formerly a wage slave said...

You may say I've gone to far in what I'm about to say... But I recently heard a German almost become teary-eyed about the thought that the EU was a way for him to maintain his respect as a European. But the same man would dismiss with condescension any suggestion that a workplace should not be managed top-down, or that there might be democracy in the workplace......And that seems to me to be the micro-version of the joke. He doesn't want war because he's guilty about Germany's past and because it would interfere with business. But class warfare waged against workers every day is just fine with him.....

formerly a wage slave said...

err, t o o far above (typing error)

Robert Paul Wolff said...

I opened this topic in the hope that others more knowledgeable than I would contribute, and they have. Far be it from me to question the report of someone actually living in the Czech Republic! Thank you for the insight.

formerly a wage slave said...

I should mention, however that my remark above was a bit unfair to Germans, since after all German workers haven't been doing so well either. If you want some really knowledgeable, it's worth considering Yanis Varoufakis's blog.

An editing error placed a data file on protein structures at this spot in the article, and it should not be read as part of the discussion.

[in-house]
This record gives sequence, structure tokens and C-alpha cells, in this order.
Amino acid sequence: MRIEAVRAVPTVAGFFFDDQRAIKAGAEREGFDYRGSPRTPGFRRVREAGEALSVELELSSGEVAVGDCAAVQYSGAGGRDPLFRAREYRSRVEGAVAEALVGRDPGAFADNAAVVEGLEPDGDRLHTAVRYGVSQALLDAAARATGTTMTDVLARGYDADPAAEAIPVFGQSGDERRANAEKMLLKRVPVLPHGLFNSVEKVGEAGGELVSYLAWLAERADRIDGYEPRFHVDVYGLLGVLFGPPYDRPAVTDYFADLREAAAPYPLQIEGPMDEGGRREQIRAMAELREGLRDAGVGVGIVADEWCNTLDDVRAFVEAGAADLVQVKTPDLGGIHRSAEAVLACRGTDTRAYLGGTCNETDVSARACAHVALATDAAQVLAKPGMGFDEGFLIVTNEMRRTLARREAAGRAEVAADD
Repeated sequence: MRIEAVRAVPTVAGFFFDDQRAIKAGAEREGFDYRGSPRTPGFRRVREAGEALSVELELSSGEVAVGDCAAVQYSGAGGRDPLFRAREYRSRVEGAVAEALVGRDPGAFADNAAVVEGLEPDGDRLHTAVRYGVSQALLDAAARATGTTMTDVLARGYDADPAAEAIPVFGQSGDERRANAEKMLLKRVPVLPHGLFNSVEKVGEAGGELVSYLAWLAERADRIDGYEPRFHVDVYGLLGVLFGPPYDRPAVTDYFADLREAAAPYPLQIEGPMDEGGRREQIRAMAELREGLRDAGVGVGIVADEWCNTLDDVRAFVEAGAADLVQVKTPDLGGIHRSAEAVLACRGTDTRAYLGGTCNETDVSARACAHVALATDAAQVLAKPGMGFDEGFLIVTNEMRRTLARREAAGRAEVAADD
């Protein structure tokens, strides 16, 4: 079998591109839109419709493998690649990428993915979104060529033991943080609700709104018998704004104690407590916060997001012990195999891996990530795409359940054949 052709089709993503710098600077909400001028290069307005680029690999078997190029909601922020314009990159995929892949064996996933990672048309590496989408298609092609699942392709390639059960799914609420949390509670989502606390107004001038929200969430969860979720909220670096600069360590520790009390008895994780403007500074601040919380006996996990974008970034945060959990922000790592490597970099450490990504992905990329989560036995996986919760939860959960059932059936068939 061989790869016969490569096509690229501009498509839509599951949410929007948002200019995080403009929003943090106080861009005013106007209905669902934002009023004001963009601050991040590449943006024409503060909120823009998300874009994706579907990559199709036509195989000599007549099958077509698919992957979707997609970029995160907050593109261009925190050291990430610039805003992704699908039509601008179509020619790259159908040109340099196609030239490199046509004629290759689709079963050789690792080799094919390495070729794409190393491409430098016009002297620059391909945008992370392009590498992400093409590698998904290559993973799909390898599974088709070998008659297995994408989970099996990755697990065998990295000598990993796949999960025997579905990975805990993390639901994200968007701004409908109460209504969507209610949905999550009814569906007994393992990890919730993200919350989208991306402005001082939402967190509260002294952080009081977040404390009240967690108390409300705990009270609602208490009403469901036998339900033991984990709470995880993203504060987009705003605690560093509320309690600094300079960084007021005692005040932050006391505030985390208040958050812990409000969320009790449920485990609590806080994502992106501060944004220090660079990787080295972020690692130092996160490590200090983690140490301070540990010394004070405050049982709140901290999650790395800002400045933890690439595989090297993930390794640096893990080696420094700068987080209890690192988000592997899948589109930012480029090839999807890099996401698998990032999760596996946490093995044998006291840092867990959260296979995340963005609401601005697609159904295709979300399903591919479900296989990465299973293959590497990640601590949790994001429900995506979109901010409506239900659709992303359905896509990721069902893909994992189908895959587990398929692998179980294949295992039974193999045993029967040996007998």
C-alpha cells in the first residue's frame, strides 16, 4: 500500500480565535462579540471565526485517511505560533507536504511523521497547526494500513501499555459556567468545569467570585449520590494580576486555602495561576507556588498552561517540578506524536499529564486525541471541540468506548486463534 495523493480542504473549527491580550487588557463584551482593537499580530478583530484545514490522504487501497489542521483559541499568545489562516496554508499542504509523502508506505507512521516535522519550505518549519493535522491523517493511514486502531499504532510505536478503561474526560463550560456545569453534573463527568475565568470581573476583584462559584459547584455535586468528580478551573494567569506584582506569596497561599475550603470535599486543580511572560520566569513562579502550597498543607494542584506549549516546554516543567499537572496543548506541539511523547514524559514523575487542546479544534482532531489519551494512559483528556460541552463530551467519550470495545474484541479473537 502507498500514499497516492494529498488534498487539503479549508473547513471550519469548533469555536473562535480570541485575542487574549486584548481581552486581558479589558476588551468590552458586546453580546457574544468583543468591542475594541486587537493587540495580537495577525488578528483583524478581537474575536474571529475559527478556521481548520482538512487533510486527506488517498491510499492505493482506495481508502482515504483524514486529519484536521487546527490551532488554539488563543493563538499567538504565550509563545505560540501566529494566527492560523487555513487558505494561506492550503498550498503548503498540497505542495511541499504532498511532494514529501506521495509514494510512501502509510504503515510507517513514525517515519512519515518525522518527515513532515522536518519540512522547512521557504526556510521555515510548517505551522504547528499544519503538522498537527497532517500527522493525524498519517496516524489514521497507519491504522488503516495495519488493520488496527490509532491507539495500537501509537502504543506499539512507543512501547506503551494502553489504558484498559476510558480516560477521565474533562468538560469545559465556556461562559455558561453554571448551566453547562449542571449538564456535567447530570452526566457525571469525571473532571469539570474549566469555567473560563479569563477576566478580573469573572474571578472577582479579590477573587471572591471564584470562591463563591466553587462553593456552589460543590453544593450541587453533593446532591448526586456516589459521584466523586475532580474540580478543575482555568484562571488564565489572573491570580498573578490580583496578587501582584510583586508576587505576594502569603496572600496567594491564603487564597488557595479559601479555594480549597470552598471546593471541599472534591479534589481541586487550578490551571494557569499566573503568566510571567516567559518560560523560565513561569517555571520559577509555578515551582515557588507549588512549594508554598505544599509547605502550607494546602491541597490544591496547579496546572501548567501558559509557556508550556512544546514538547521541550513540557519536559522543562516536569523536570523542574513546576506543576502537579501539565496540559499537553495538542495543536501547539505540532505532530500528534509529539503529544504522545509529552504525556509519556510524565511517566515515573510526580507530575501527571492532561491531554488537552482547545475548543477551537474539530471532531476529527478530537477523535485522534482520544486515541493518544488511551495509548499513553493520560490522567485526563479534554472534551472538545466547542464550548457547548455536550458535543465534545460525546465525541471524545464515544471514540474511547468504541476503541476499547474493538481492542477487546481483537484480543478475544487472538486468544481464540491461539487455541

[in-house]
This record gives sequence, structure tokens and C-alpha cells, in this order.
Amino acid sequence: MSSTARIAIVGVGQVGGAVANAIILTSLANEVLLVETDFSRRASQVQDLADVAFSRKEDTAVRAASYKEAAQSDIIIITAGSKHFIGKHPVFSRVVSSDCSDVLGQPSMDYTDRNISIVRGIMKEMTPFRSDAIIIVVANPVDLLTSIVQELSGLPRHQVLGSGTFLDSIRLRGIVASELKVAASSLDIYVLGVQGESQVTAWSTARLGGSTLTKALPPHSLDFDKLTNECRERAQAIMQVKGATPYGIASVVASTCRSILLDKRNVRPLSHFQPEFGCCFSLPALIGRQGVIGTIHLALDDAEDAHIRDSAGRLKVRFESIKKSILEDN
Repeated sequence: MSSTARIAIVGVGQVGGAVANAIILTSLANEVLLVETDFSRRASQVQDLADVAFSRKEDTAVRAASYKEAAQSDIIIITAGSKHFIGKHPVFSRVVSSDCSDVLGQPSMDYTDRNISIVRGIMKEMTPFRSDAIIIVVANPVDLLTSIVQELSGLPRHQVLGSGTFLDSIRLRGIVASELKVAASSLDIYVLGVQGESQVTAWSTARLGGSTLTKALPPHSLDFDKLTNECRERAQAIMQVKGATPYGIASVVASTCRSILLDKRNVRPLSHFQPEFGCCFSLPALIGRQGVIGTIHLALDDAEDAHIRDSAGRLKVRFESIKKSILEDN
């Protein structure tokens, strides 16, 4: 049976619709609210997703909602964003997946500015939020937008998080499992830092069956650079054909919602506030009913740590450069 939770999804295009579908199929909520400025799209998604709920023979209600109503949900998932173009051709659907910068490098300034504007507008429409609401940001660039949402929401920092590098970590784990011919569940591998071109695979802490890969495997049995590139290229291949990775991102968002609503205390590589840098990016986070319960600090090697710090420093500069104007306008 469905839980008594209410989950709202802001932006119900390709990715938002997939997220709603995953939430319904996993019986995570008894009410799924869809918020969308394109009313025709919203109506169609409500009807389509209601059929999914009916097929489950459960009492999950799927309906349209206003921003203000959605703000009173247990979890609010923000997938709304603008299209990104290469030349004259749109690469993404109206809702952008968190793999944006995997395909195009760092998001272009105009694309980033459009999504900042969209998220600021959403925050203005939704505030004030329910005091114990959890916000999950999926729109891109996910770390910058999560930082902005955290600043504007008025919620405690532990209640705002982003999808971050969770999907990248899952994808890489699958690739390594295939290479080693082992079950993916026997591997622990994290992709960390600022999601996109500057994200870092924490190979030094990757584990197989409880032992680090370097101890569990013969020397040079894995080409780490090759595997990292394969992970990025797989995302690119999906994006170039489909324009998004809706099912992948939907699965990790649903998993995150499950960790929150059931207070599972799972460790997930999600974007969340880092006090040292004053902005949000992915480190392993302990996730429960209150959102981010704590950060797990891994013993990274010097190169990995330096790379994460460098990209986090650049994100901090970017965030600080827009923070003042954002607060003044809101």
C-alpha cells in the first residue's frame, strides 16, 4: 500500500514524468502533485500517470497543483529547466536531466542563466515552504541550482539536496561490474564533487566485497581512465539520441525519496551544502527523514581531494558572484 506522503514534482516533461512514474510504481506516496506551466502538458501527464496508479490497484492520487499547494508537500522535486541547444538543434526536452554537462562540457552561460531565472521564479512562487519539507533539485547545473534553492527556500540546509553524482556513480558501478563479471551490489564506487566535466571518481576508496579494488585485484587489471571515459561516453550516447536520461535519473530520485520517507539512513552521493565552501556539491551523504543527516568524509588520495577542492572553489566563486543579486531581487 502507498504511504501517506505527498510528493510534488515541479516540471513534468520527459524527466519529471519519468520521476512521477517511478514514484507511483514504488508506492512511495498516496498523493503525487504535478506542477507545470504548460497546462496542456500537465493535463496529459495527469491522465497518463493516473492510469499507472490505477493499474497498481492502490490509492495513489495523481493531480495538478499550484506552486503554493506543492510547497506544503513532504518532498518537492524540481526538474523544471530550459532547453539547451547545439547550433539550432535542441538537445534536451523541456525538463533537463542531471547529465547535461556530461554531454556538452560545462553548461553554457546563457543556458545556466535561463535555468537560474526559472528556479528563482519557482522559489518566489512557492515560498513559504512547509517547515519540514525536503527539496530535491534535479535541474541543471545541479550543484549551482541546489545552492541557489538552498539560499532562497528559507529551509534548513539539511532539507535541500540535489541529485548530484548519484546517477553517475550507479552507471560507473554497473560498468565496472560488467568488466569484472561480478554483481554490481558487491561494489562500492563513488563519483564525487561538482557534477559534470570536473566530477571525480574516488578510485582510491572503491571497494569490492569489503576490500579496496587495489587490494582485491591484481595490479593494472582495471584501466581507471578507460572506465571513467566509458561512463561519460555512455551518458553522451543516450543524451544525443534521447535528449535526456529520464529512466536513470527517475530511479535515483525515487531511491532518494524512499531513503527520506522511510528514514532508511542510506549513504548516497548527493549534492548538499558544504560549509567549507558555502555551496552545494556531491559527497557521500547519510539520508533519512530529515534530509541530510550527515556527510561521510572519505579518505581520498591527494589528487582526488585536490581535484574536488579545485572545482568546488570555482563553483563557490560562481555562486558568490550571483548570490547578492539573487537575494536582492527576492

There is a bizarre if developing oddness in my situation. I am only developing the linguistic skills needed to have casual conversations with ordinary people. But, the woman who handed me the key to the laundry room today, when I spoke to her, clearly identified the problem of a growing divide between rich and poor, as well as the conviction that things weren't going to get better soon. I'm pretty sure that the university here is actually making a profit off users of their washing machines (There are no laundromats locally.) so, it was some kind of solidarity when she adjusted the rate to fit my actual usage. (Discounting me now because I'd been quick the previous time that I'd used the laundry.) I'm always heartened by such things. But I should balance that conversation with another conversation I had with a, say twenty-something year old student about politics. He was fed up with things too. But---and this is what makes the story worth telling---a middle-aged woman walking by (I assume she works in one of the university buildings) must have overheard enough to guess the jixt of our conversation and she shouted loudly and energetically at us (as if we were fools), telling us not to waste our time talking about politics. What I would have liked to have said to her was that the sort of politics we were talking about was equally economics, and that means the question of what I'm going to pay for food or rent or visiting a doctor...and she'd better damn well care about such things.